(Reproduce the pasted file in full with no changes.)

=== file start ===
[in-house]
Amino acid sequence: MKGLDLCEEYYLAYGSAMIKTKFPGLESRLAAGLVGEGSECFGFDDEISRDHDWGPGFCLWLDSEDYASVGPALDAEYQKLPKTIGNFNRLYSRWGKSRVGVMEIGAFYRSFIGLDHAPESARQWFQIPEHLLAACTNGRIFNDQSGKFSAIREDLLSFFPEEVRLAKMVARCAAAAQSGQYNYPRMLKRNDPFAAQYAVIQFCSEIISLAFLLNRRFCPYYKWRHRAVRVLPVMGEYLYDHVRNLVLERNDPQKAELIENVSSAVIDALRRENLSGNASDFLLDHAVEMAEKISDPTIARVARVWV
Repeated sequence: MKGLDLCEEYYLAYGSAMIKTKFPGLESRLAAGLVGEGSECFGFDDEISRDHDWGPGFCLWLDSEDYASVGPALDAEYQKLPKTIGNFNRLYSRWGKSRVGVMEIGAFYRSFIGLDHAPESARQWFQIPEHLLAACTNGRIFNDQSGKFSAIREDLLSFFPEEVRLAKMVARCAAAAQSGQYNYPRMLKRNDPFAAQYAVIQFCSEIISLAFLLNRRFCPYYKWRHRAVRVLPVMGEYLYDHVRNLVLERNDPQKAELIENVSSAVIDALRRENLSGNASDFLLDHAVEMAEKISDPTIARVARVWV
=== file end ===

[in-house]
Amino acid sequence: MKGLDLCEEYYLAYGSAMIKTKFPGLESRLAAGLVGEGSECFGFDDEISRDHDWGPGFCLWLDSEDYASVGPALDAEYQKLPKTIGNFNRLYSRWGKSRVGVMEIGAFYRSFIGLDHAPESARQWFQIPEHLLAACTNGRIFNDQSGKFSAIREDLLSFFPEEVRLAKMVARCAAAAQSGQYNYPRMLKRNDPFAAQYAVIQFCSEIISLAFLLNRRFCPYYKWRHRAVRVLPVMGEYLYDHVRNLVLERNDPQKAELIENVSSAVIDALRRENLSGNASDFLLDHAVEMAEKISDPTIARVARVWV
Repeated sequence: MKGLDLCEEYYLAYGSAMIKTKFPGLESRLAAGLVGEGSECFGFDDEISRDHDWGPGFCLWLDSEDYASVGPALDAEYQKLPKTIGNFNRLYSRWGKSRVGVMEIGAFYRSFIGLDHAPESARQWFQIPEHLLAACTNGRIFNDQSGKFSAIREDLLSFFPEEVRLAKMVARCAAAAQSGQYNYPRMLKRNDPFAAQYAVIQFCSEIISLAFLLNRRFCPYYKWRHRAVRVLPVMGEYLYDHVRNLVLERNDPQKAELIENVSSAVIDALRRENLSGNASDFLLDHAVEMAEKISDPTIARVARVWV